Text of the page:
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Full PDF with Photos attached below along with Service Manual extract

Clutch Fluid and Trans Axle Fluid and Filter Change

I am making this write up for Clutch Fluid and Filter Replacement to help owners of 12c’s and other McLaren’s more comfortable working on their own cars. As the price of a 12C has fallen in recent years especially when compared to the later 650’s and 675’s there is an opportunity for people to own truly amazing cars for somewhat ordinary budgets. As owners of these cars we hear it again and again that the cars are amazing, but no one can do maintenance or the parts cost too much etc.. or they have problems. While there are parts of that statement that are true much of it is truly just a myth. They use readily obtainable fluids, Filters etc. and tons of the maintenance and repairs on these cars can be completed by an owner with just basic tools and a little bit of review.

I recommend this service be combined with the transaxle service as well as the air filter service as most of the steps are exactly the same and if done concurrently will save 4-5 hours of repetitive work overall.

I will try as hard as I can to capture every step but I may miss one if I do tough… I took my time, money, and own car to produce the following write up use it at your own risk. Others may say you need a McLaren computer for this, or only the factory techs have that … Blah blah blah. I tend to follow factory service procedures whenever possible and practical until one of two things happens. The parts or procedure is unreasonable or unavailable or THERE IS A BETTER WAY or a BETTER PART. In considering my better way I may or may not have considered the secondary issues feel free to let me know what you think but don’t get your feelings hurt if I don’t listen. As far as the training and quality of the dealer and factory techs see for yourself. If you pay close attention to the photos you can see several SINS committed by the factory techs some of which I call out but at least two hidden ones only a few of you will notice. The car was under warranty until this October and was serviced at one of two Texas dealerships since new and I have the service records to verify that. There was no reason for the shortcuts, and downright bad workmanship present. But at the same time take solace that even with the redneck engineering by the previous technicians the car has been reliable and rock solid through 6000 miles of road use, three full track days, 2 driving schools and 4 autocross competitions since Jan 21st, 2018. All with nothing more than a ruptured hose that happen prior to any of the flogging.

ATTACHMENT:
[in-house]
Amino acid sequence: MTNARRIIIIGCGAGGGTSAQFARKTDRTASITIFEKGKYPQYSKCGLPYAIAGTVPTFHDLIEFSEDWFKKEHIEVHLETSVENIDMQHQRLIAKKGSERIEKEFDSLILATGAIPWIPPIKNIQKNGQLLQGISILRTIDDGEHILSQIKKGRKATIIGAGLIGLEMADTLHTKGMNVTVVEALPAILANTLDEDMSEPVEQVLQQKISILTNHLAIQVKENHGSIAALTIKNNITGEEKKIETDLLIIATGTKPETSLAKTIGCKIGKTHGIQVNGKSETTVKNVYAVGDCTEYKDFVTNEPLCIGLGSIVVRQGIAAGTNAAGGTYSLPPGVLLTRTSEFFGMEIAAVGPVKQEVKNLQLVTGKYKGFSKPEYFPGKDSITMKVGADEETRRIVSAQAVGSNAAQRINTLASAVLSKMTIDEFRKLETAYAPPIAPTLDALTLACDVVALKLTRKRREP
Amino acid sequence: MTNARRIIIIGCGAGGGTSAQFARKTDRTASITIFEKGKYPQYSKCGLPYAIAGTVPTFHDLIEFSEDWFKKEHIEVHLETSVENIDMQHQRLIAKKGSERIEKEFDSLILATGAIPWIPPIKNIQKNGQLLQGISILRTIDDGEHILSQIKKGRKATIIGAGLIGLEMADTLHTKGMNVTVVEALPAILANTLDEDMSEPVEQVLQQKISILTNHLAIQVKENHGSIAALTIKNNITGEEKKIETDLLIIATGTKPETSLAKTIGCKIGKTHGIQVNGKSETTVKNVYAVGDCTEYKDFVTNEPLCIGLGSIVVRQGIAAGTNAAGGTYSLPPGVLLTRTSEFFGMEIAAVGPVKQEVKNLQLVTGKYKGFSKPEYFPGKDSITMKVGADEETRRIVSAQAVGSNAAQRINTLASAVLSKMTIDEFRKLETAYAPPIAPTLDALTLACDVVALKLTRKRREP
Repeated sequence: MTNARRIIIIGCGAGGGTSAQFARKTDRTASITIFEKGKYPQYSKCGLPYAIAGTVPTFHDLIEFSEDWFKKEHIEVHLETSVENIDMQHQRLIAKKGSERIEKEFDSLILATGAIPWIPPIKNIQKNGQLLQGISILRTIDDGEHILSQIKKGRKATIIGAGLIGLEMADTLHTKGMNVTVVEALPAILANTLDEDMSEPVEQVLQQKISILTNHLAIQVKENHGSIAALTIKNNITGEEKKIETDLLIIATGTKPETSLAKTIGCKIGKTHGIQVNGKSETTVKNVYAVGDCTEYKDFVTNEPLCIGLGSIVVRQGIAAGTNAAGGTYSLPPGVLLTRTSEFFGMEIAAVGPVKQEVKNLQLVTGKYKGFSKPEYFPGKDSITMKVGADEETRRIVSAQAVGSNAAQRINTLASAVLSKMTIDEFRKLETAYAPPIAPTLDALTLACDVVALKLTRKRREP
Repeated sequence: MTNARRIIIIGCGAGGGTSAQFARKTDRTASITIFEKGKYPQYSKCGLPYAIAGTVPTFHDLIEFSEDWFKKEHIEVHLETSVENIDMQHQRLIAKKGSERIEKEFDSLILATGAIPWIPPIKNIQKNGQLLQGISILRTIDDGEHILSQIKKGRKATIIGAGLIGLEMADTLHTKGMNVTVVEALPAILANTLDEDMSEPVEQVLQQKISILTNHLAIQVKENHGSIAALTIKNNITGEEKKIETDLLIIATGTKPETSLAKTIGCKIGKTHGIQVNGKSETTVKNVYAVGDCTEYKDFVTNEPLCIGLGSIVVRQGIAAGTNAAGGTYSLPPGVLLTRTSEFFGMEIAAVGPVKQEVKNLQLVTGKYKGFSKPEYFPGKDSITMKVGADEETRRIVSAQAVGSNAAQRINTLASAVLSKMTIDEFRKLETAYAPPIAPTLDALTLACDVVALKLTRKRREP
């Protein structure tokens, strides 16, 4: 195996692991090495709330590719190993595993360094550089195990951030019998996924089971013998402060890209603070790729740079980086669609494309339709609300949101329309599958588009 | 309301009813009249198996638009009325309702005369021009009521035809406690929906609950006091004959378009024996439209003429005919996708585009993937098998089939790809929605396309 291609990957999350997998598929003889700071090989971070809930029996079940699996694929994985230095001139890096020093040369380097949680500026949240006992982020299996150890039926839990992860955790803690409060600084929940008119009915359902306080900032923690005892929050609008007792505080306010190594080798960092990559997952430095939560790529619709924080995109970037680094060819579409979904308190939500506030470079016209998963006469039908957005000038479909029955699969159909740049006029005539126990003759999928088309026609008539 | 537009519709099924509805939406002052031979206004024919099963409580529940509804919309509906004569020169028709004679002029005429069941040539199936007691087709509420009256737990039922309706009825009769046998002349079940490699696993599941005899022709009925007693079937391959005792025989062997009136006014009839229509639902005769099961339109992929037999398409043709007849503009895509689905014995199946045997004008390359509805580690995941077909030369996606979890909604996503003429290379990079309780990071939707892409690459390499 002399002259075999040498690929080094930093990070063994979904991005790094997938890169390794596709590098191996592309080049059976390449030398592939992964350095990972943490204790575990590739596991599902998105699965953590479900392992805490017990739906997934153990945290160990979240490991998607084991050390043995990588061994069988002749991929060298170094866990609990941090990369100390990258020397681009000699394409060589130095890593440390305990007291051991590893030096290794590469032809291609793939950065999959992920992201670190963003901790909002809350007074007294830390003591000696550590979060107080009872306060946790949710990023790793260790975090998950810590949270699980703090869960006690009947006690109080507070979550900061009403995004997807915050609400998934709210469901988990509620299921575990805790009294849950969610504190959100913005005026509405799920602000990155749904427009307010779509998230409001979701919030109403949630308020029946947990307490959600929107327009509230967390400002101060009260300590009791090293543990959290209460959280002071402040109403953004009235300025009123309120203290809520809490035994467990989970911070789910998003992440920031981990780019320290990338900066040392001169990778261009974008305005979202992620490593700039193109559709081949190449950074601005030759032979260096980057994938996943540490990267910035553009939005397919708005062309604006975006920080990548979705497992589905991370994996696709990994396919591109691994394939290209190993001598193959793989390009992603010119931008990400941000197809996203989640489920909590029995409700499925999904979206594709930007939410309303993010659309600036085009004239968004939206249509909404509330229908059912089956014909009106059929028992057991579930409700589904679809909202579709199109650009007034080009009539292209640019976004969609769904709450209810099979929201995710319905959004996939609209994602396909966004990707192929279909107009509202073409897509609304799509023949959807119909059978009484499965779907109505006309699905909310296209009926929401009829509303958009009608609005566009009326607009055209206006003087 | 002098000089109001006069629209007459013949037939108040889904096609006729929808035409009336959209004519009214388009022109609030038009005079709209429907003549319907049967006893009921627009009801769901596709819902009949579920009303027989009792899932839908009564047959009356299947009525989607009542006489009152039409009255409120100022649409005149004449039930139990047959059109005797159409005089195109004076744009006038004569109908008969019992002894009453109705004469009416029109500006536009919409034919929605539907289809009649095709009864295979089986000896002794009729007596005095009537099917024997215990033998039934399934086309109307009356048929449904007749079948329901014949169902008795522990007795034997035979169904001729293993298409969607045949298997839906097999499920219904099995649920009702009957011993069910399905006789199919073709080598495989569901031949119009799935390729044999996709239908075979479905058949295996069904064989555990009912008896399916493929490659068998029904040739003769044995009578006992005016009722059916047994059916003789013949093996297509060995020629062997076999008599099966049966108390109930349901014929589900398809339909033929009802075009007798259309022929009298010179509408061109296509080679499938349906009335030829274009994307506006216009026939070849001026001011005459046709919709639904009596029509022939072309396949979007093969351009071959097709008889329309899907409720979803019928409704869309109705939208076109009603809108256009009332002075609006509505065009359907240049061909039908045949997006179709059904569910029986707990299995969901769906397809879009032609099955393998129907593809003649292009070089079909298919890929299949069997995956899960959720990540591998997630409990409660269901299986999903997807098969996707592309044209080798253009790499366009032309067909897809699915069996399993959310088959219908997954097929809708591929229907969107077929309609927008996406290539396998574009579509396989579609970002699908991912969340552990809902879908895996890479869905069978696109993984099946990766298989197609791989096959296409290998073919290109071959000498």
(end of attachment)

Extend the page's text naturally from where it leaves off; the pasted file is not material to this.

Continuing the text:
On With The Show.
The factory maintenance manual starts the description of the process on page 170 and again on page 175 for the clutch filter . I will include the PDF of this section as an attachment. Ignore sections 1-2 as most of us don’t have a lift in our garage and or can figure out how to take the wheels off. Always be safe and use good jacking and blocking practices.
To start the project beat the ever-living crap out of the car use manual mode, use the air brake, cycle the gears etc. get the trans temp nice and high. I am not saying this because I’m a mosaicist but because the fluid will flow much easier and drain much more completely when its warm. The various bolts and plugs may also be a little easier to loosen even if they are scalding hot.

You will need to Jack the car up and remove the rear wheels. As some of the only available locations for jack stands are bound to be occupied by your jack you will also need to be creative about your jack and stand placement. Only jack the car from one of the 4 locations marked with the green sticker. Use a hockey puck or a rubber pad to save yourself from jack rash to the rockers. Chock the front wheels to prevent any unexpected movement of rolling forward. Once one side if up and the wheel is off place a jack stand under the rear control arm near the wheel hub being sure to not place any undo loads on ball joints or other moving components. There is a convenient bulge or notch that may be on the lower control arm to serve just this purpose. Go to the other side of the car and repeat. Leave the jack under the passenger side fully locked just below or slightly touching the jack point. In this configuration there will still be some minimal suspension action for the car and the movements could cause a jack stand to slip. Always do this with two people especially in this scenario. You cannot use ramps of blocks under the wheels because you need access to the driver’s inner fender to complete this task. It is also important to note that this creates a scenario in which the gearbox is tilted slightly down hill try to only go as high as you need to minimize the guesswork associated with the fluid filling later.
One the car is up start by removing the inner fender there are about 2000 bolts all of which are 10mm but 2. These two “other” bolts are stainless 4mm Allen head. Do these last. They hold the Tire pressure monitoring sensor in place to the inner fender. I chose to leave the sensor plugged in and simply unbolted it from the inner fender.